Cedar and Cedarwood

The main character in this post is actually one of the candidates listed in the benchmark provided by Tessil. An double array trie implementation named cedar caught my eyes, since its update seems to be very efficient, it is comparable with the other fast implementations in the list. And it’s read access speed is also on the same ballpark with HAT-trie in the Dr. Askitis dataset, where the median key length is shorter than what is in the wikipedia title dataset. It definitely worths a closer look to me. The read access speed seems to be slower than HAT-trie in the long key length cases but for the Chinese segmentation scenario, the shorter key seems to be the case. We are not working on a query completion use case anyway. The author of cedar is Naoki Yoshinaga. He pointed us to the paper of A Self-adaptive Classifier for Efficient Text-stream Processing for further reading on his webpage but it is mostly an NLP paper but not a data structure paper, it only has one or two paragraphs describing the working on his improvement on double array trie. In the paper he cited another one, but you couldn’t find the paper on any English website, even scihub. It turned out it is a paper in Japanese and I found the pdf on the Japanese website with the title of タブル配列による動的辞書の構成と評価. Even though I can understand basic to intermediate Japanese, it still didn’t address that much into the detail in that Japanese paper. Therefore I decided to read the code directly.

It is a header-only C++ implementation and the code is very much shortened to reduce the header size, it is generally ok to read with a C++ formatter from IDE or VSCode, but it also took me a while to get the core concept behind it on improvement techniques due to the lack of comments. And with the cedarwood rust porting implementation, I added much more comments so it should be much easier to understand how it is working, but it is a required reading to read the original double array trie paper so that at least you know how the base and check works in double array trie cases. The following I’ll briefly talk about the concept behind the skills.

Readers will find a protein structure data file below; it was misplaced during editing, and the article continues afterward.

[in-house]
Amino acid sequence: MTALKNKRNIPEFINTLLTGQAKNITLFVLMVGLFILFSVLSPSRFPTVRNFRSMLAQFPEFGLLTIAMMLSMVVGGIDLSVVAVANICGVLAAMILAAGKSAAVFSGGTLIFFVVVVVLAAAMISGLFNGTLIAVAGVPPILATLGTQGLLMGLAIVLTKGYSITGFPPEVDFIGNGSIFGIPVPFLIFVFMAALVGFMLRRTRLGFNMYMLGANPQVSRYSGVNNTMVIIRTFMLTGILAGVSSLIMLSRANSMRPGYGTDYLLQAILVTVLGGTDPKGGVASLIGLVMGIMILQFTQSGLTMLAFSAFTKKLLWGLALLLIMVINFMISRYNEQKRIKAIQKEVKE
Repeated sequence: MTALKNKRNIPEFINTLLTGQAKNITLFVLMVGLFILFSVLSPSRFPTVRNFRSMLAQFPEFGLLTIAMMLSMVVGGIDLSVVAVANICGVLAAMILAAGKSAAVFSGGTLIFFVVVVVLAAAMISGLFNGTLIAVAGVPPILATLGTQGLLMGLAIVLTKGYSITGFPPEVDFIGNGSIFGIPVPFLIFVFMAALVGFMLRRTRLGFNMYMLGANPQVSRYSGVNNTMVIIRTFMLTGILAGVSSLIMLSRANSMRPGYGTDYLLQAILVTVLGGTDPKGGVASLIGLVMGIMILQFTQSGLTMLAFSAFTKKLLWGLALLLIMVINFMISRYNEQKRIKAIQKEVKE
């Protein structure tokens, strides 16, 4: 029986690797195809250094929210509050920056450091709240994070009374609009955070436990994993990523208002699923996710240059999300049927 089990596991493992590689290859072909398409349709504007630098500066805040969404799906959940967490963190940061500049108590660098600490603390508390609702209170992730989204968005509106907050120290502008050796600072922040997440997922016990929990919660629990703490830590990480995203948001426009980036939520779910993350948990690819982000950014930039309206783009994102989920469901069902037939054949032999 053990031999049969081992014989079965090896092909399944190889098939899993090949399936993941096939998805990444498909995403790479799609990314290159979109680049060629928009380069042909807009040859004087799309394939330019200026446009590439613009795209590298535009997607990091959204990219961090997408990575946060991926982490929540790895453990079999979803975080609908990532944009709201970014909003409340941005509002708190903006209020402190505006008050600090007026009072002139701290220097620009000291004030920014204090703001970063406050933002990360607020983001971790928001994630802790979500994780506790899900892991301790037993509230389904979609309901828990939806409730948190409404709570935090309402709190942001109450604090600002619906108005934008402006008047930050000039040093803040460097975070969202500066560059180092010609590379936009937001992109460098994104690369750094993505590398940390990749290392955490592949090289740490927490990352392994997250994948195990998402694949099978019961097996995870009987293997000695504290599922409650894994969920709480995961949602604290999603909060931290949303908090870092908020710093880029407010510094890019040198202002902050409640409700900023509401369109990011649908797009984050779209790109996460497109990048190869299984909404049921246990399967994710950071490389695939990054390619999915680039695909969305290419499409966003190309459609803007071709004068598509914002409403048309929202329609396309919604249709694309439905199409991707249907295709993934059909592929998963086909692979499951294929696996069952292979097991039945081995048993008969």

The Key Concepts in the Algorithm

The inefficiency in the update operation of the vanilla double array trie is caused by the free slot searching. The original paper simply implies that you could use brute-force approach to iterate through the index in check and see if they are marked as owned, and iterate through until the location where you have the free slots distribution exactly match what you want (suppose you are relocating an existing trie node to a new free location). The technique specified here is basically leveraging on the value space on each block, and you can use negative integer to specify the free slot location and make them into an array-index based doubly linked-list, and you could make the brute forte iteration down to a fast-skipping linked list traversal. However, that technique doesn’t address the case where you still need to iterate your char set (2^21 in the unicode scalar case, or 2^8 if you are working on UTF-8) to check every slot and make sure the slots distributions match your need. The technique used in cedar is basically to address this problem, by maintain the bookkeeping of two kind of information: NInfo and Block